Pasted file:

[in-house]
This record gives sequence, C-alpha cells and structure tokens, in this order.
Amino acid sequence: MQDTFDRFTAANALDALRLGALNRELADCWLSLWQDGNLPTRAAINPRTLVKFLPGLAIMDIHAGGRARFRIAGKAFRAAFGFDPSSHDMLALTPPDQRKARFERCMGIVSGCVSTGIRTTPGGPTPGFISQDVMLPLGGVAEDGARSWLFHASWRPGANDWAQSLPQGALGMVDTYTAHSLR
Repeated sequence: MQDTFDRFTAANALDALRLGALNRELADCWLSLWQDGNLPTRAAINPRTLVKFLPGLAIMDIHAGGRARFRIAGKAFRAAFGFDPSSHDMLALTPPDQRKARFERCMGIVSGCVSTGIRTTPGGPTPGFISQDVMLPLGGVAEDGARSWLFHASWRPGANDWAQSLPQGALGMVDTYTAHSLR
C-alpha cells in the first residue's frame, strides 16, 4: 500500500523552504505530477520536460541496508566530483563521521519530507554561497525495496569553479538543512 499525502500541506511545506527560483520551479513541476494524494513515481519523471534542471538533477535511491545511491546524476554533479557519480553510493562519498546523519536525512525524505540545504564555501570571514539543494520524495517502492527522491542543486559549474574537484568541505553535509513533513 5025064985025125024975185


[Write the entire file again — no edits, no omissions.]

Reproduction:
[in-house]
This record gives sequence, C-alpha cells and structure tokens, in this order.
Amino acid sequence: MQDTFDRFTAANALDALRLGALNRELADCWLSLWQDGNLPTRAAINPRTLVKFLPGLAIMDIHAGGRARFRIAGKAFRAAFGFDPSSHDMLALTPPDQRKARFERCMGIVSGCVSTGIRTTPGGPTPGFISQDVMLPLGGVAEDGARSWLFHASWRPGANDWAQSLPQGALGMVDTYTAHSLR
Repeated sequence: MQDTFDRFTAANALDALRLGALNRELADCWLSLWQDGNLPTRAAINPRTLVKFLPGLAIMDIHAGGRARFRIAGKAFRAAFGFDPSSHDMLALTPPDQRKARFERCMGIVSGCVSTGIRTTPGGPTPGFISQDVMLPLGGVAEDGARSWLFHASWRPGANDWAQSLPQGALGMVDTYTAHSLR
C-alpha cells in the first residue's frame, strides 16, 4: 500500500523552504505530477520536460541496508566530483563521521519530507554561497525495496569553479538543512 499525502500541506511545506527560483520551479513541476494524494513515481519523471534542471538533477535511491545511491546524476554533479557519480553510493562519498546523519536525512525524505540545504564555501570571514539543494520524495517502492527522491542543486559549474574537484568541505553535509513533513 5025064985025125024975185